Multifunction DAQ

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Hardware choice questions

I was hoping I could get some advice on how to proceed with upgrading my NI hardware.


The current system is an SXCI-1520 with 1314 terminal block, housed in an SCXI-1000 chassis, connected to a PCI-6034E for data collection.  Two channels are used for conditioned strain measurement with small button load cells, and two are connected as voltage inputs from a sync signal and a separate charge amplifier for piezo devices.


The 6034E does not have the necessary speed (200ks/s) to read the voltage inputs with enough resolution, especially when sampling multiple channels.  In addition, the synchronization of all channels is very important.  I have been going through the available DAQ options, and the S-Series PCI-6122 appears to be the most appropriate card for my needs.


I am concerned about the small number of available inputs (4 analog), since the 1520 takes up all the inputs on the DAQ card.  The only options I can see for getting around this involve either having a DAQ card with more than 8 channels, or hooking the 1520 up with a multi-chassis cable that routes all channels from one module to a single channel on the DAQ card.  The latter option would seem to defeat the purpose of buying a fast simultaneous DAQ card in the first place, and the former is not applicable.


A few relevant question:


1) Is it a problem that the 1520 has 8 outputs, but the 6122 has only 4 inputs, or will the other 4 channels just be ignored in parallel mode?


2) Is a straight voltage input to the 1520 limited to 100ks/s as with a condititioned channel?  I am able to read from the 1520 at the maximum rate of the 6034E (200ks/s) without any issue, and the voltage inputs do not appear to be limited in this manner.  Could I read all 4 channels from the 1520 at 500ks/s, even though the conditioned channels will not have as much real resolution?


3) I understand it is not possible to synchronize the counters and analog inputs of the 6122 because they use separate clocks.  I have some optical encoders that I don't use right now, but may need to be added later.  In the past, they were synchronized with the 6034E analog input using an RTSI cable to a PCI-6602 counter-timer board.  Is there any reason why I couldn't do the same thing with the 6122 and 6602 in the future?


4) Does the on-board memory of the 6122 and other such fast-sampling DAQ cards require any special programming, or is it read as normal?


It is likely the strain module and load cells will eventually be completely eliminated from the system, in favour of piezo devices connected to external amplifiers.  Because of this, I would like to minimize spending on any specialized hardware to read from the 1520.  I would like to know whether it's possible to work around the issues described above, and whether the 6122 is appropriate for the use described.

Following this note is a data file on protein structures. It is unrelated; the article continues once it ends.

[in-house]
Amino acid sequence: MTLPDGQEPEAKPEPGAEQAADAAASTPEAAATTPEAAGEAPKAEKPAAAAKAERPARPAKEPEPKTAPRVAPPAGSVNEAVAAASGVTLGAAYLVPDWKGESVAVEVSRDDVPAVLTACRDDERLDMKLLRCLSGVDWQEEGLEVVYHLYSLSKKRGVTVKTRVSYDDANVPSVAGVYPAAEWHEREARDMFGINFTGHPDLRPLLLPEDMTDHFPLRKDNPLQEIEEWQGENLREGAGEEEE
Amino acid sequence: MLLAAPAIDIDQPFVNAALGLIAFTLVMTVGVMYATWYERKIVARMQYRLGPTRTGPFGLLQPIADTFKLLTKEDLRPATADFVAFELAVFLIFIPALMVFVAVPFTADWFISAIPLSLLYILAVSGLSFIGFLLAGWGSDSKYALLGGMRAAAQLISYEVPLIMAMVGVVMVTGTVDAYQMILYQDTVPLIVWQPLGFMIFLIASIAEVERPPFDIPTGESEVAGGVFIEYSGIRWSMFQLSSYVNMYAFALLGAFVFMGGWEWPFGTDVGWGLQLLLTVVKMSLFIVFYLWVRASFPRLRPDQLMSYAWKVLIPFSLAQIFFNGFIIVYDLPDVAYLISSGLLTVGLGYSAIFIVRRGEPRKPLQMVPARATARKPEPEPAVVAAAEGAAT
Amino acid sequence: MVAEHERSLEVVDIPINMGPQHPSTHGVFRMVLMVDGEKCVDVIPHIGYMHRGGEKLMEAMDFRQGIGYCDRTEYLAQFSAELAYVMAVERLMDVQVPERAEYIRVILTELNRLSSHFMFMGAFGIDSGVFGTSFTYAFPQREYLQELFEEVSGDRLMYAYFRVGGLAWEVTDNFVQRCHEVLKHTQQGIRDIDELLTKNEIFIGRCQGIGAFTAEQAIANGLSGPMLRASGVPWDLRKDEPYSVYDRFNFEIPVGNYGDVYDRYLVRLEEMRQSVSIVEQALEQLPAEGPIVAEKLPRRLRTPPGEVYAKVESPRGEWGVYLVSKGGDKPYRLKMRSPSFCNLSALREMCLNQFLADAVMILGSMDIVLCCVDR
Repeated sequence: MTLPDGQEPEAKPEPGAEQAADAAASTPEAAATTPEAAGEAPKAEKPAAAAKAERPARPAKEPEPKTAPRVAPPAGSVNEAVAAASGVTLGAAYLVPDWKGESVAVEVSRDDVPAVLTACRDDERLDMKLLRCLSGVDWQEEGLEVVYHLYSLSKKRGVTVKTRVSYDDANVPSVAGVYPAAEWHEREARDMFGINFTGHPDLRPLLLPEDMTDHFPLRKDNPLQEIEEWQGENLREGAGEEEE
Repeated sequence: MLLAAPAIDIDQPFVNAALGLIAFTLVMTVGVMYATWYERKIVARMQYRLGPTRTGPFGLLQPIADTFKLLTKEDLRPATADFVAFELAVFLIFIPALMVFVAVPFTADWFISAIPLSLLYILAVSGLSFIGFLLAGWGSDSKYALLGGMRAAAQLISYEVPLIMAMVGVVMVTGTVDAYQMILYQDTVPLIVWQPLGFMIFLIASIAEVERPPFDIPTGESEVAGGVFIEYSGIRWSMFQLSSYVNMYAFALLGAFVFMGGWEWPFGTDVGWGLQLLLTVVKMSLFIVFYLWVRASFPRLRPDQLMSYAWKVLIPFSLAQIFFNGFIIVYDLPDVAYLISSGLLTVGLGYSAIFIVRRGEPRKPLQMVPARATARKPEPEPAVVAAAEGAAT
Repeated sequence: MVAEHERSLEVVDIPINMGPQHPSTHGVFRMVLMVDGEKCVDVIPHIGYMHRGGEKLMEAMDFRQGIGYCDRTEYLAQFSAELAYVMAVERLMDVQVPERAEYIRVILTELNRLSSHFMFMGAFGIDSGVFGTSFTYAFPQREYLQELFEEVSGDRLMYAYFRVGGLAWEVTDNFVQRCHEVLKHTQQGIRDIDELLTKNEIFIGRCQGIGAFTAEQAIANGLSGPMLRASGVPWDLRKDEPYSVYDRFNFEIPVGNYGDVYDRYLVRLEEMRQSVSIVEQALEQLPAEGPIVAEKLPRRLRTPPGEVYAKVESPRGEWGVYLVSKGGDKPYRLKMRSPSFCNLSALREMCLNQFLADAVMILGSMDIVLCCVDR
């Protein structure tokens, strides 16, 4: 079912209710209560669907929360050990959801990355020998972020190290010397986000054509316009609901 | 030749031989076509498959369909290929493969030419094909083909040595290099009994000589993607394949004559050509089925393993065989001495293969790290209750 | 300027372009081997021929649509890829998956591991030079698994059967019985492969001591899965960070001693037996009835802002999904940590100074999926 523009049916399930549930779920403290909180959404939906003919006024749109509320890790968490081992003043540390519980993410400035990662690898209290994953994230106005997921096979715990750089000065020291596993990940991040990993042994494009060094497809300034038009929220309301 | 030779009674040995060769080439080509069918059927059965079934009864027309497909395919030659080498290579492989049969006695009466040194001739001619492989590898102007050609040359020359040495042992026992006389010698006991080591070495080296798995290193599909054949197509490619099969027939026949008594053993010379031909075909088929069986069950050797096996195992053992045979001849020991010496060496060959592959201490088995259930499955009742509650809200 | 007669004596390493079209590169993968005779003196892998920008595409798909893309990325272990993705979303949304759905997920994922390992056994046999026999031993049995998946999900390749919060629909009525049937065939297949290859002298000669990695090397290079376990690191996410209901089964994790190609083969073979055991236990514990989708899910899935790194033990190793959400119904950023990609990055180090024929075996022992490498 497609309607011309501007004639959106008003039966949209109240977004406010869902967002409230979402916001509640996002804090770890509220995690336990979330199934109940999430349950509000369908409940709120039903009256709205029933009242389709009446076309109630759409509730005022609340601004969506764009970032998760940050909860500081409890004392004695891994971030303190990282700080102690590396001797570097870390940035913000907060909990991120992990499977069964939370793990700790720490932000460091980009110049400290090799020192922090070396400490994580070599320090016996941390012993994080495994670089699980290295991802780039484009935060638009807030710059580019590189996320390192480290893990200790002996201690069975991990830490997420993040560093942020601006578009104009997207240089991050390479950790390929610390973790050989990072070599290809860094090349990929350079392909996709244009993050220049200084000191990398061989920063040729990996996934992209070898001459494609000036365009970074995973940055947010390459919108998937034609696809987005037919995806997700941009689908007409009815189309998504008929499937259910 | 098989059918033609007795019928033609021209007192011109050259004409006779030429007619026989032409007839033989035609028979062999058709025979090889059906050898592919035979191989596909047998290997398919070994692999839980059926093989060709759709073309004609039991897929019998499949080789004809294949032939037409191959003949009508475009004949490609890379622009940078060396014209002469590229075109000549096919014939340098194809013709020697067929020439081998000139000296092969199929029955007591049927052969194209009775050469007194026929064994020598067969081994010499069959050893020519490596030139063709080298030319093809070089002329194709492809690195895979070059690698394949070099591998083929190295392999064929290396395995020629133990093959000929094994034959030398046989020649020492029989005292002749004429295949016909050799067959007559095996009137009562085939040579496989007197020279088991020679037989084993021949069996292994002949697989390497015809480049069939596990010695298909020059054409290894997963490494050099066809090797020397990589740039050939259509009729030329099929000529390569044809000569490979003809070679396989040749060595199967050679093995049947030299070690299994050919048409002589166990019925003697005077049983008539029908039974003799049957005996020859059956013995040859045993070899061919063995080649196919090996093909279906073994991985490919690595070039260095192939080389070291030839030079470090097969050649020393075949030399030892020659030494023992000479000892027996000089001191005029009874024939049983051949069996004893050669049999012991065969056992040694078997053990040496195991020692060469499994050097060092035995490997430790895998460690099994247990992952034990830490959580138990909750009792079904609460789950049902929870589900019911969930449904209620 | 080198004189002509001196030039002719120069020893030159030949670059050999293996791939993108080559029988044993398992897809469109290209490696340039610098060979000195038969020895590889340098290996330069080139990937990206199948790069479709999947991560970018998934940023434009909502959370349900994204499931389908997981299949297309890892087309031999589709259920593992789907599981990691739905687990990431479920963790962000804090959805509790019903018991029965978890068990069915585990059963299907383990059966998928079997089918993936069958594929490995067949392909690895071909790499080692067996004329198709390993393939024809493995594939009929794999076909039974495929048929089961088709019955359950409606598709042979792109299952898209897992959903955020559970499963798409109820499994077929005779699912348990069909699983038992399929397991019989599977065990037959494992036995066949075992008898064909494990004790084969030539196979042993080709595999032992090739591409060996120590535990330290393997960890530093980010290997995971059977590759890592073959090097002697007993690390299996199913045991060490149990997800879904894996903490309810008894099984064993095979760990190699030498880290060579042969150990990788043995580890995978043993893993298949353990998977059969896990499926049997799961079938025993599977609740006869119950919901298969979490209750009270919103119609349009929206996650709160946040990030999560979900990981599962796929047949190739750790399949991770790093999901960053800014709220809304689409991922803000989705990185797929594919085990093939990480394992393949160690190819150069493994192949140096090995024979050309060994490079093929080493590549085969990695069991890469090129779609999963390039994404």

Any advice would be appreciated.

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Message 1 of 4

1. The 1520 should be fine in parallel mode and it will just ignore the other 4 channels.

2.You should be able to read as fast as the DAQ card can from the 1520as long as you don't care about the settling time to get a "good" measurement from the card.

3. The 6122 should be able to talk to the 6602 just like the 6034 through RTSI.

4. The 6122 is supported by DAQmx driver as are most of the other S series cards so should "normal"

Doug Farrell
Solutions Marketing - Automotive
National Instruments

National Instruments Automotive Solutions
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Thanks, Doug.  I decided to go with the 6123 for the extra channels.


If I understand your reply to question 2, basic voltage inputs to the 1520 are simply passed through without any conditioning, and the sampling rate is a function of whatever the DAQ card can handle?  Settling time isn't a big issue with a simultaneously sampling DAQ card, is it?  Does the 1520 introduce settling time issues?


I was able to get an excellent deal on some charge amplifiers, so with any luck I will be able to completely eliminate the strain module from the system, and just hook up a basic terminal block for voltage signals.

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Yes, as long as you set the filter to just be a bypass should remove any conditioning on the signal.  For how to do this see
Doug Farrell
Solutions Marketing - Automotive
National Instruments

National Instruments Automotive Solutions
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